Abscess Drainage

Read this information so you understand the procedure and its risks. Please ask questions about anything you do not understand.

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What is abscess drainage?

An abscess is a collection of infected fluid (pus). To drain an abscess, a doctor may use a needle and syringe to suction the fluid or may place a drainage catheter.

How is abscess drainage performed?

The physician will use ultrasound or CT scan to locate the abscess and decide where to insert the needle. After the doctor numbs the skin, he or she will insert a needle into the abscess and draw out the fluid. The fluid will be sent to a laboratory to find out what caused the infection.

Depending on the location and size of the abscess and the type of fluid obtained in the collection, the doctor may place a small catheter to allow the area to continue to drain for several days.

If the collection of fluid (abscess) is deep in the pelvis, sometimes the best route for the doctor to place a drainage catheter is through the child’s rectum. This is called trans-rectal abscess drainage.

Will my child be awake for the procedure?

Maybe. Depending on your child’s medical history and the location of the abscess, we will use intravenous sedation or general anesthesia so that your child isn't awake; or we will use only local numbing medicine.

What risks are associated with abscess drainage?

The procedure is considered low-risk. However, potential complications include:

Will my child have pain after the procedure?

Some children may experience pain or discomfort in the area of the abscess. You may give your child over-the-counter pain medication.

If my child has a drainage catheter, what can we expect after the procedure?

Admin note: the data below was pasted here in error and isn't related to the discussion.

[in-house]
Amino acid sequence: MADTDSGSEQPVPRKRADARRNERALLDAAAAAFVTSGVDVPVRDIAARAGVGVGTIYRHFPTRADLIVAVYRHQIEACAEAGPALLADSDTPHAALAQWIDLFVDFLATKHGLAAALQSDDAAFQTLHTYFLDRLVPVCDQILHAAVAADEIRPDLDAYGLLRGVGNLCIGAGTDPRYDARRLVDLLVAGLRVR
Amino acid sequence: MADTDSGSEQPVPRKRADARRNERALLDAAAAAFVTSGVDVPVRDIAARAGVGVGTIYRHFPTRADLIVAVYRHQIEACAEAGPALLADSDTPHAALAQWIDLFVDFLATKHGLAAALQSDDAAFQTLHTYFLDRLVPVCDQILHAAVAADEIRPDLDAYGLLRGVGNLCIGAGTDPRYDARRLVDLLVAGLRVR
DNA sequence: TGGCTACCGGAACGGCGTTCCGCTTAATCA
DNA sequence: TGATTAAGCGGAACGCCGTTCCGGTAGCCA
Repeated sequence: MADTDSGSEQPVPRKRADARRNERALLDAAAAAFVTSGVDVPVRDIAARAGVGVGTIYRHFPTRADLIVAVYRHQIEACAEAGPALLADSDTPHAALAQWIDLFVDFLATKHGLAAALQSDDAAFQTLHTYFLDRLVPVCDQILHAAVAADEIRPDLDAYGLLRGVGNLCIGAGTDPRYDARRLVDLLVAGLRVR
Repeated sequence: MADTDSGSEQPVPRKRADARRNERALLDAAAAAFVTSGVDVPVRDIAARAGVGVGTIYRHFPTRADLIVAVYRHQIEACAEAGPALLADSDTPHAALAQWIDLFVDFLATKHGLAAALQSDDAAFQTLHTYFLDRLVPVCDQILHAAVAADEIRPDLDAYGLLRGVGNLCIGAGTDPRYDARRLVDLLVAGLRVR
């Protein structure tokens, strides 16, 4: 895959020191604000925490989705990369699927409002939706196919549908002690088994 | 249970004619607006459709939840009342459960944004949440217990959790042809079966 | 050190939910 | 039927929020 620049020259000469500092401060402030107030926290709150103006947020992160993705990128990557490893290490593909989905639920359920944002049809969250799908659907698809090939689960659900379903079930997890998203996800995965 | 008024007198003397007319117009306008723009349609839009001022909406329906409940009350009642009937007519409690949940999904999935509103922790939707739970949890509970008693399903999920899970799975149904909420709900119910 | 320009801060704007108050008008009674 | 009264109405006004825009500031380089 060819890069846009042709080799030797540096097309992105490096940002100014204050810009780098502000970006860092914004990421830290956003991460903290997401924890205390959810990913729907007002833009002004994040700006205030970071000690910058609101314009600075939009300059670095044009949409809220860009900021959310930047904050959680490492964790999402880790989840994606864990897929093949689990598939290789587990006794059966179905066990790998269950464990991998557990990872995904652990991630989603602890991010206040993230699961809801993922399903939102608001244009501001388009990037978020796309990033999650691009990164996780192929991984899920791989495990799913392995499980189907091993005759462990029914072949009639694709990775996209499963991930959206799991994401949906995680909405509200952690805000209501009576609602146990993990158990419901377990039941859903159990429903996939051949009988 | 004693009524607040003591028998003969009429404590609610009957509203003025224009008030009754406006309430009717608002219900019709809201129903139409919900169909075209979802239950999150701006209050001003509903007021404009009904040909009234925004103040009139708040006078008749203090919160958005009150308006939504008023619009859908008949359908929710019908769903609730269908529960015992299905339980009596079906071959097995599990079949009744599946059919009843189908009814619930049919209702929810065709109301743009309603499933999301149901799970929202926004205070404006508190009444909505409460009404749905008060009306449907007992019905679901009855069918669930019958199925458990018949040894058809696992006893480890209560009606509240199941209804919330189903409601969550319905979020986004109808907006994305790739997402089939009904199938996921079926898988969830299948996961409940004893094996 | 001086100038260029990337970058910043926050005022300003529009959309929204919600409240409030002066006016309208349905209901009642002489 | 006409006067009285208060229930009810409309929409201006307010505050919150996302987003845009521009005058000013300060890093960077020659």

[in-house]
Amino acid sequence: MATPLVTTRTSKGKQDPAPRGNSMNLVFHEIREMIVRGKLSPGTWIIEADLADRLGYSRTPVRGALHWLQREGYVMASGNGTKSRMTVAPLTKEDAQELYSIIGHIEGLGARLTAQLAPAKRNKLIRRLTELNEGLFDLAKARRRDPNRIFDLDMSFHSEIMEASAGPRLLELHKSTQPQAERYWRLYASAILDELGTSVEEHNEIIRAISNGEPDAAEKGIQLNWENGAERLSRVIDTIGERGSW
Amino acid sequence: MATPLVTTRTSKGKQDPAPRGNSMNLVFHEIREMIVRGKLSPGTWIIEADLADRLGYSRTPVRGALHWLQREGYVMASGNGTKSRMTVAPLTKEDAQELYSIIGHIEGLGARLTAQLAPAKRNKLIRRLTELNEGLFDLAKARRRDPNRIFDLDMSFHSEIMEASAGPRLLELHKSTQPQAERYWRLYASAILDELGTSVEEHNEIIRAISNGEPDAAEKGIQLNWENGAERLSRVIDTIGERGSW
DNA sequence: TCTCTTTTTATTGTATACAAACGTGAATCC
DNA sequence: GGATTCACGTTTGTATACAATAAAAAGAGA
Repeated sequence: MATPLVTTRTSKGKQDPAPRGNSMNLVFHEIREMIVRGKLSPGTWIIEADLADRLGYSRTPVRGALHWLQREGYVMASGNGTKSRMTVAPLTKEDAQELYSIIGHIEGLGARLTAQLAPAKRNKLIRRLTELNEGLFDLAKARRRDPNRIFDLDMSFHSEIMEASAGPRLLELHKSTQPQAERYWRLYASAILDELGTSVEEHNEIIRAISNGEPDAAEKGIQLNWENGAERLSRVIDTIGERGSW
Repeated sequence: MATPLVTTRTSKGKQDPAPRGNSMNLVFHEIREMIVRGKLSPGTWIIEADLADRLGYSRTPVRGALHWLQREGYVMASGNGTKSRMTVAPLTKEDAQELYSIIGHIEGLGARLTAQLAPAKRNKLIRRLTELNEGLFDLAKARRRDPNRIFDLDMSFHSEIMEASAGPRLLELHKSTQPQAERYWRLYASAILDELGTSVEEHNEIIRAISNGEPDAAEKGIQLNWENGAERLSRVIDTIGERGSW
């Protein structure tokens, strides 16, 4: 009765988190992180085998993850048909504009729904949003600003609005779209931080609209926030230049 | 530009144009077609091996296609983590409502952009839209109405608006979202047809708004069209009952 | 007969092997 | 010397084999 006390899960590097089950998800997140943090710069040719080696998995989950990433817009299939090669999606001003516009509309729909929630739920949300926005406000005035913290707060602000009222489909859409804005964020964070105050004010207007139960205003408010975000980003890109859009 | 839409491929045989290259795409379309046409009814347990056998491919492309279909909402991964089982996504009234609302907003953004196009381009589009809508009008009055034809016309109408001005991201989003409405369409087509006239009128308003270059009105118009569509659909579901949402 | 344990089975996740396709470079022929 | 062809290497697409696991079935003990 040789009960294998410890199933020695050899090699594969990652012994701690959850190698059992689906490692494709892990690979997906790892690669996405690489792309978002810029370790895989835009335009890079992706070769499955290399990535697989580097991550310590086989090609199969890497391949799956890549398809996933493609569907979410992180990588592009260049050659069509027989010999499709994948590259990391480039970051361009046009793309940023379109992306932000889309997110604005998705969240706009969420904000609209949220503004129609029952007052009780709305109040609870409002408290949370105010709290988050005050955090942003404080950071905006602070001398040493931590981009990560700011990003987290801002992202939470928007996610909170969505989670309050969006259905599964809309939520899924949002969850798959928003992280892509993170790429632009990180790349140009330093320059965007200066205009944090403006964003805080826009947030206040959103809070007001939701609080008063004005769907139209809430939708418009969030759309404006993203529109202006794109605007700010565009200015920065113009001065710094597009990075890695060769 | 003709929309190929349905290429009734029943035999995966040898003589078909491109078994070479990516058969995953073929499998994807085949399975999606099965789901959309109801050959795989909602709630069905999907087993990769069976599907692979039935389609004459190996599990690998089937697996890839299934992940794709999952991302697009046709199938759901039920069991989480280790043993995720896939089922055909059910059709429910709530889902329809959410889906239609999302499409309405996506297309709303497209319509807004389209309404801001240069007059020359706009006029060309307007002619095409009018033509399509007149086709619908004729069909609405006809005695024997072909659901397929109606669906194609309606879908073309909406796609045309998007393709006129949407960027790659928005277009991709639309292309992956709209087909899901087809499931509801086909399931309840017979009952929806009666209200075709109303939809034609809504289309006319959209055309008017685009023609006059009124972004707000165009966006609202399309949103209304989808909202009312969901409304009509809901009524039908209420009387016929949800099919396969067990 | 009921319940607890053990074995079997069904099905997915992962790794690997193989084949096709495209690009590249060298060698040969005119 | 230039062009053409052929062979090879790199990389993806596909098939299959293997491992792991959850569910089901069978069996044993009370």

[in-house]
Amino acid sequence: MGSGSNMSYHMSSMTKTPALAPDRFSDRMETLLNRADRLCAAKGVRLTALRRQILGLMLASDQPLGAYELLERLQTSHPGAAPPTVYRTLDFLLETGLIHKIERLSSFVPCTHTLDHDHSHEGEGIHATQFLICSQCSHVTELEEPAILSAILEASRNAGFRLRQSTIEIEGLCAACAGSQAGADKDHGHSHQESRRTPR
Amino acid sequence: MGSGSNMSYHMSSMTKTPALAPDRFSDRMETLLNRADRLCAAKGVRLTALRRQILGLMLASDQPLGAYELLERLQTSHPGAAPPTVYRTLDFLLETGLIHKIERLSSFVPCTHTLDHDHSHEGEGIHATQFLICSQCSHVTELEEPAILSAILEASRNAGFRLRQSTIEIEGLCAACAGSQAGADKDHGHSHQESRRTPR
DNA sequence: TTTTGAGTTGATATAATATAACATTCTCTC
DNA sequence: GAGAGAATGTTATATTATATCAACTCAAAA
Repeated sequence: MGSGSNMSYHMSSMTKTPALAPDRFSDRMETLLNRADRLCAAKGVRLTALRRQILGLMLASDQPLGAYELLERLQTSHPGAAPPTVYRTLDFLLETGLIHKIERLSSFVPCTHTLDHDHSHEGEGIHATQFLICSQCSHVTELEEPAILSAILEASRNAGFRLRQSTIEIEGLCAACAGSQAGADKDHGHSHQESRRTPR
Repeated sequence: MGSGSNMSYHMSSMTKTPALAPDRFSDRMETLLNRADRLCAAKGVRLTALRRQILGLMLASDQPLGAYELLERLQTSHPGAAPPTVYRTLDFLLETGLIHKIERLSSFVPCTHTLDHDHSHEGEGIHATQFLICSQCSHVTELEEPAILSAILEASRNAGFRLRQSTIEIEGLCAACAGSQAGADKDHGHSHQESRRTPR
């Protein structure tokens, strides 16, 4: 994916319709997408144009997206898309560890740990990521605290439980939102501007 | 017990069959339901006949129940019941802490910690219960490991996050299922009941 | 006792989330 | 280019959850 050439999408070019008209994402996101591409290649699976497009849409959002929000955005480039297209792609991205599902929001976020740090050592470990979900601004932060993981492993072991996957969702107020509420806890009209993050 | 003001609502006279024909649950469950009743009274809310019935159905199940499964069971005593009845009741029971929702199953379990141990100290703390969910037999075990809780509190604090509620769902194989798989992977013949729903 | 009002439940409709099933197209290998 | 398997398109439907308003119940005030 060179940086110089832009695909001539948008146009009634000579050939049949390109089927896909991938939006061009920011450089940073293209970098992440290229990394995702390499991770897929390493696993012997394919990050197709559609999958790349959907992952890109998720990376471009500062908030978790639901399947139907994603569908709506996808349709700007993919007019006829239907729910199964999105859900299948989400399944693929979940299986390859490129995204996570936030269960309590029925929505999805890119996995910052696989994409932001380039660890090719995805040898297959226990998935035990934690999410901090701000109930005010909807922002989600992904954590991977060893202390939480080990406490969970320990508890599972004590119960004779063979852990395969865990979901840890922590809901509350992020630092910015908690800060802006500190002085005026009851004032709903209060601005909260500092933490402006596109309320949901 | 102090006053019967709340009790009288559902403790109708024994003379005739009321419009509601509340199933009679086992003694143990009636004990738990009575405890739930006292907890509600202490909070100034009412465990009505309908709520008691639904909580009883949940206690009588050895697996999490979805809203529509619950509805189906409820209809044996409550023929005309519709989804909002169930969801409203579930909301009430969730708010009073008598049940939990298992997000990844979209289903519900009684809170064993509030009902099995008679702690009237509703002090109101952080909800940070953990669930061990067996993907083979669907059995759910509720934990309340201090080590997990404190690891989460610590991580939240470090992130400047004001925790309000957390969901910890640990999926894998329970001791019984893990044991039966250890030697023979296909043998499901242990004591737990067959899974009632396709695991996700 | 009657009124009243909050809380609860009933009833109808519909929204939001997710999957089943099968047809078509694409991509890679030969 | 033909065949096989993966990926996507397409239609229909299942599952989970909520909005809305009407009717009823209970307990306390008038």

Inpatients will spend several hours in the recovery area before they return to their hospital rooms. Outpatients will also spend several hours in recovery; they will return to the hospital in several days to have the catheter removed.

How is the drainage catheter removed?

The catheter will be in place for as long as it takes most of the fluid to drain; usually this is several days. The catheter is usually removed at the child’s bedside (for inpatients) or in Interventional Radiology (for outpatients). This is quick and easy: the stitch is cut, the catheter removed and a small bandage placed over the site.

When can my child bathe?

If your child doesn’t have a drainage catheter, the bandage must stay dry and in place for 24 hours. Then you may remove the clear bandage and gauze and your child may shower or bathe as usual.

If your child has a drainage catheter, the bandage will remain in place as long as the catheter is in place. In addition, the catheter will be secured with a locking device (StatLock®) which must not be removed. Please sponge-bathe around the bandage. Your child may resume showers or baths 24 hours after the catheter is removed.

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Contact us immediately if your child experiences any of the following:

  • fever higher than 101° Fahrenheit
  • catheter becomes dislodged
  • leaking at the site
  • purulent drainage at the site (pus)
  • nothing is draining into the bag or bulb

Call Interventional Radiology
between 8 a.m. and 4:30 p.m., Monday through Friday, at
215-590-7000. At the first prompt push 1 and at the second prompt push 2.

At all other times, call 215-590-1000 and ask to speak to the interventional radiologist on call.